1. The overall traditional storage market will stay relatively flat despite huge growth in big data and the onrushing Internet of Things. Most new big data will be unstructured and big data architectures like Hadoop will still tend to leverage DAS for storage. In addition, many big data players are pushing the data lake or hub concept to land even bigger chunks of other enterprise data on big data clusters. While we do see some salvation in this space from vendors […] that enable big data analysis to leverage traditional enterprise storage, it won’t be enough to make a big dent in 2015.We’ve also noticed that many storage shops have yet to take advantage of the emerging capacity optimizations now available (e.g., thin provisioning, linked clones, global deduplication, inline compression and so on) in recent versions of competitive arrays that are becoming table stakes for new acquisition decisions. Hybrid arrays, in particular, are bringing flash-enabling space efficiencies across their full complement of storage tiers, and most arrays these days are turning at least hybrid.
  2. Speaking of flash, there are too many all-flash array (AFA) vendors and not enough differentiation. During 2012/2013 the first AFA vendors had the market to themselves, but with all the big players rolling out full-fledged flash offerings, opportunities are declining. With [many vendors] all pushing their own solutions (both AFA and hybrid), the remaining independent vendors will have a harder time finding a niche where they can survive. We also expect to see a new round of very high-end performance storage architectures in 2015[…]As a related trend, we anticipate that hybrid-based Tier-1 arrays will lose ground to AFAs in general, as the cost of flash drops and flash performance proves valuable to most if not all Tier-1 I/O. In virtualization environments, this trend will be somewhat lessened by the rise in popularity of server-side flash and/or memory caching/tiering solutions.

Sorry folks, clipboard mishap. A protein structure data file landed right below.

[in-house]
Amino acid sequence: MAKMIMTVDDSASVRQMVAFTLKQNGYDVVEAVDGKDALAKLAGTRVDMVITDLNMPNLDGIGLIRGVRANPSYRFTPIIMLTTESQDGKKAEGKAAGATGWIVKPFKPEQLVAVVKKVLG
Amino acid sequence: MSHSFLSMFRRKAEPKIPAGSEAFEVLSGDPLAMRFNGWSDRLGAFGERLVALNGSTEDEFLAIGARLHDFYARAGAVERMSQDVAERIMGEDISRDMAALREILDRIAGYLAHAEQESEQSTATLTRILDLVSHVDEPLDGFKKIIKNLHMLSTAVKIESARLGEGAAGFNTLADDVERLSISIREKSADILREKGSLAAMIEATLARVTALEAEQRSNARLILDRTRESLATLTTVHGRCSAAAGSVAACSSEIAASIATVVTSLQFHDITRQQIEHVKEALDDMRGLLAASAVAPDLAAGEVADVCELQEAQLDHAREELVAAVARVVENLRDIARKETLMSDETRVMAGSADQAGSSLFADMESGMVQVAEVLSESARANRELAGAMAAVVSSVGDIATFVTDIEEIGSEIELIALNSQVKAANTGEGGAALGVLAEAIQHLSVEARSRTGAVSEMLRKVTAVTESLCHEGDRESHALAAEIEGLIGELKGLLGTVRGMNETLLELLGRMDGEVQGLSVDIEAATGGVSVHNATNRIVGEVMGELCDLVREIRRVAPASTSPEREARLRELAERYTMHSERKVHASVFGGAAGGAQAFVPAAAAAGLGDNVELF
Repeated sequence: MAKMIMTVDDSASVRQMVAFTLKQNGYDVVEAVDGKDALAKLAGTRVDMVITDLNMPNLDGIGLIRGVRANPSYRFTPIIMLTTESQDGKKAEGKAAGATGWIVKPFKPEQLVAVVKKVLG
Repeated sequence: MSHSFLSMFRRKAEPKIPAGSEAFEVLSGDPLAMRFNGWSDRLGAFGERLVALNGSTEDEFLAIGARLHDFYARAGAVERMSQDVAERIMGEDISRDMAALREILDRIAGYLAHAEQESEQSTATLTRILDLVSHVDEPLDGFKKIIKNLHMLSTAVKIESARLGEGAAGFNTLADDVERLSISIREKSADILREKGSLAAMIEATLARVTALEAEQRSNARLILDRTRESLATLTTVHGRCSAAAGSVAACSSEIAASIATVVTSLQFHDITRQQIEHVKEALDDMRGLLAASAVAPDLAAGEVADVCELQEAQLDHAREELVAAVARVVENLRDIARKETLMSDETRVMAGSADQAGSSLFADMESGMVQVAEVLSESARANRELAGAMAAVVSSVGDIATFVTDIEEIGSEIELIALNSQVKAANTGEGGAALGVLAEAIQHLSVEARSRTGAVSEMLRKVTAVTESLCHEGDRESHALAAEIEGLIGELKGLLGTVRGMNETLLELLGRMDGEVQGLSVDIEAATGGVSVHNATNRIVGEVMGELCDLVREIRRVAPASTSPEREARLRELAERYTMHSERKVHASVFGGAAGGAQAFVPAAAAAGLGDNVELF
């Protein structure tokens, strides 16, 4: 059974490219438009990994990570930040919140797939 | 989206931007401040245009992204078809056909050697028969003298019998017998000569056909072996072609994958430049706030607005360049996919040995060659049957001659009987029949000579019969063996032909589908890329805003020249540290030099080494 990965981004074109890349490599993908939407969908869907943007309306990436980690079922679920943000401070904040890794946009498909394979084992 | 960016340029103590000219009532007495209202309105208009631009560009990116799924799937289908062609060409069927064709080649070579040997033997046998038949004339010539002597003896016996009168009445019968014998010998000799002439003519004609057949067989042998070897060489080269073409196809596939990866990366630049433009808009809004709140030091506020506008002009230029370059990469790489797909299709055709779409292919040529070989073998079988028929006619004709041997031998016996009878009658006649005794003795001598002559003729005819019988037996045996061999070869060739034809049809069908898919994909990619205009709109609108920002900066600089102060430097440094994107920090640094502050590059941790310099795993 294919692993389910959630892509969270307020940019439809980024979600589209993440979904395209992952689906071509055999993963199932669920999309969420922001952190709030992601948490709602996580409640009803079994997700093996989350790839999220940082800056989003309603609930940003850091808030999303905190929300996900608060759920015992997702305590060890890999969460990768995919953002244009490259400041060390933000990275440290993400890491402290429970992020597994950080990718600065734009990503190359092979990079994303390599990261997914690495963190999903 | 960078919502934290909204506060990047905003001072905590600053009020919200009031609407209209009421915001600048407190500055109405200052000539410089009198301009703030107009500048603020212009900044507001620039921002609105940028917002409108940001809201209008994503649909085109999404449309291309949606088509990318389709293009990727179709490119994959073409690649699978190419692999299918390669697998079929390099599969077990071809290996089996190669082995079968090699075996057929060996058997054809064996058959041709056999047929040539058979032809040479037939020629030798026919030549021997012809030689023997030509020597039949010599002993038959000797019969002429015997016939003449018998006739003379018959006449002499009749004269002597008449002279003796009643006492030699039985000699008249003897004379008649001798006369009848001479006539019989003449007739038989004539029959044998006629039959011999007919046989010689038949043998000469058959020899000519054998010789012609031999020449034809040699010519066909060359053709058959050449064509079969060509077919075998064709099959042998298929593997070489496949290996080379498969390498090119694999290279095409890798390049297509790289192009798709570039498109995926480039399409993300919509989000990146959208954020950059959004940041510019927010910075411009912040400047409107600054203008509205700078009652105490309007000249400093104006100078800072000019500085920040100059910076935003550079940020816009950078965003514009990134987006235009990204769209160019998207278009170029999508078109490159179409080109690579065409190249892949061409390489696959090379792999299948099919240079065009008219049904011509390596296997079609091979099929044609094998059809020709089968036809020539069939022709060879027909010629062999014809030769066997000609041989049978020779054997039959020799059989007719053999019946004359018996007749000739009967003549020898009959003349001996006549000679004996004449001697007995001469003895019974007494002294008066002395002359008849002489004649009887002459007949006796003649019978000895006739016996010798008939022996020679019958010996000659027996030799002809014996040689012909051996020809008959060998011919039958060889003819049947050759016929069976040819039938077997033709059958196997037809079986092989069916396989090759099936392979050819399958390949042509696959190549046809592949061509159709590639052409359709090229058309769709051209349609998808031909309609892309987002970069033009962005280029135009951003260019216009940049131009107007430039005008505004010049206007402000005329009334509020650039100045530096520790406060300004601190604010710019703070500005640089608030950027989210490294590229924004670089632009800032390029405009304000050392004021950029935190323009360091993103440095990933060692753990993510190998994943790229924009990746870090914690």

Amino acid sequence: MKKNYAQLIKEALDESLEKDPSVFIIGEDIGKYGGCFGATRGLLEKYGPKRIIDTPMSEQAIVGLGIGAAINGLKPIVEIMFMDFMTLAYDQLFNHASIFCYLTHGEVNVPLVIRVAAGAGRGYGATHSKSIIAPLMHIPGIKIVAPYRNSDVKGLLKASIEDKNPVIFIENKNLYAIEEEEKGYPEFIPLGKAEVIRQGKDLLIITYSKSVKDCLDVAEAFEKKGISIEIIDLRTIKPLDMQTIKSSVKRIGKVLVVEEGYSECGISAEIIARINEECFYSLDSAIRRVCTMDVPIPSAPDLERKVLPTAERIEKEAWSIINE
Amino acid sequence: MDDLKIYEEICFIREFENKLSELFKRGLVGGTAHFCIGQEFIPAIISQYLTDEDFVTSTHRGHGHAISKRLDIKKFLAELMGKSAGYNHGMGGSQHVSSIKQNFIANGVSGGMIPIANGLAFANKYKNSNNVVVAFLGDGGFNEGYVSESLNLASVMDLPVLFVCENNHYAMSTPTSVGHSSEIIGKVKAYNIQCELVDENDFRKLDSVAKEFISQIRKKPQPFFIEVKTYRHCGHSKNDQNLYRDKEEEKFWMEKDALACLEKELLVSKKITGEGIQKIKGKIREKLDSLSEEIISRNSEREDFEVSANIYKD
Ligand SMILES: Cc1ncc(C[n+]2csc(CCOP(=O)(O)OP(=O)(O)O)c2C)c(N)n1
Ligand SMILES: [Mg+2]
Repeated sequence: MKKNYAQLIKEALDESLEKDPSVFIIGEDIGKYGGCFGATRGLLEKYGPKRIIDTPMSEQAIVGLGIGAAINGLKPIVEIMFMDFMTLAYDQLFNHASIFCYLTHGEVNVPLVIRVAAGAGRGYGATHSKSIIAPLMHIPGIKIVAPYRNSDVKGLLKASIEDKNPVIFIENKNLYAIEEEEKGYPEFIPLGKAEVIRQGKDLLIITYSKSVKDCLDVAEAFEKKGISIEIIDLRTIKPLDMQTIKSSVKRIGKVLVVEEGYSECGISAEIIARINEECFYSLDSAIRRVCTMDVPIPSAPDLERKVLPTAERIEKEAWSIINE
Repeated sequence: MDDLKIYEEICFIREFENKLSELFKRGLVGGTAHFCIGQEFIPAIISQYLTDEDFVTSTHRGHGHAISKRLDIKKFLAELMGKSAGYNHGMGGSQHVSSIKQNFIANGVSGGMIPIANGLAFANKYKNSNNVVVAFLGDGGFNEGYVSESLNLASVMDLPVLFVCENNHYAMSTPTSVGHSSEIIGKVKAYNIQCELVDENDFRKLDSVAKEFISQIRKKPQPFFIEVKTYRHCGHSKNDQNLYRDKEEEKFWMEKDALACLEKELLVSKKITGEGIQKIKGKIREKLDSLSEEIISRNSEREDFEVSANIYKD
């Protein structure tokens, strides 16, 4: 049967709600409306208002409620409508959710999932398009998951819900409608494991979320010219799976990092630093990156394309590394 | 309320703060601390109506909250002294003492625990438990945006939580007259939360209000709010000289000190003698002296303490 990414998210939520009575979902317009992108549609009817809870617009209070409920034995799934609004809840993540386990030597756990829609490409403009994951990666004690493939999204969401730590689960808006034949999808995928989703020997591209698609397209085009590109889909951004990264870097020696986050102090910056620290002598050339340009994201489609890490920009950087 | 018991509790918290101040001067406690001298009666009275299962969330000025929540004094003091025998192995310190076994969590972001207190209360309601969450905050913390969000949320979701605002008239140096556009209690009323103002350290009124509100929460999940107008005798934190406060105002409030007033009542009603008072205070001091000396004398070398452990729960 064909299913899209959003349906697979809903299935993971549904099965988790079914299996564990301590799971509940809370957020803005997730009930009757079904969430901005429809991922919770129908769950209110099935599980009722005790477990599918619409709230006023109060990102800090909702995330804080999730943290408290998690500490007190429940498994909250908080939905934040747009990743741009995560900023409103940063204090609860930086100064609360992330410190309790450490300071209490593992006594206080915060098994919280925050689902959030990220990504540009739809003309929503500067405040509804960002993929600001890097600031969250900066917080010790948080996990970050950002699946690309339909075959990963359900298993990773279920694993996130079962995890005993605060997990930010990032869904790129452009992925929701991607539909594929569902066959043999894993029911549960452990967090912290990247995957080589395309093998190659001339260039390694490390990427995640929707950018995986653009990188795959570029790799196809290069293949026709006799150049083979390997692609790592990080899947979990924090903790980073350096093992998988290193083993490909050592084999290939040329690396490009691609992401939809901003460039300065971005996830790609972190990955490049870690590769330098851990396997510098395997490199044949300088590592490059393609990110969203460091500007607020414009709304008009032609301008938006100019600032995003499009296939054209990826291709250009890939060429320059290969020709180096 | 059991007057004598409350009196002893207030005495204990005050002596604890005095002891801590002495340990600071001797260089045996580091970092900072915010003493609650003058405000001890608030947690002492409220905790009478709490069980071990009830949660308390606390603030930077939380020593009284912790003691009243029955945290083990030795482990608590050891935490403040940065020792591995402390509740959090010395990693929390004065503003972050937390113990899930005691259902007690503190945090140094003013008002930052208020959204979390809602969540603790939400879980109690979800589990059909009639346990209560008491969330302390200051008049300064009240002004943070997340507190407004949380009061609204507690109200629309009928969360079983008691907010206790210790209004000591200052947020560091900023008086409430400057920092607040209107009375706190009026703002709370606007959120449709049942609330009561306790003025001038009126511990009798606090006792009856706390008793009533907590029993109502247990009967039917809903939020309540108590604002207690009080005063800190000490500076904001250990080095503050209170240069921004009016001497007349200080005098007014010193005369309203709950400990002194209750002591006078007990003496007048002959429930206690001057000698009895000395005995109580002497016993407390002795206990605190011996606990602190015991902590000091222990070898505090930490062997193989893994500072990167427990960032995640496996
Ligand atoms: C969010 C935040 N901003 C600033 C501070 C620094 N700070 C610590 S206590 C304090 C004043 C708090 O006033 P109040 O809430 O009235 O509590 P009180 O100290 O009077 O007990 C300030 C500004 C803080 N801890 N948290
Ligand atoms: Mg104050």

3. Data protection and other add-on storage capabilities will become more directly baked into storage solutions. We expect to see more traditional arrays follow the examples of

…(To read the complete six item prediction see as-published article over there)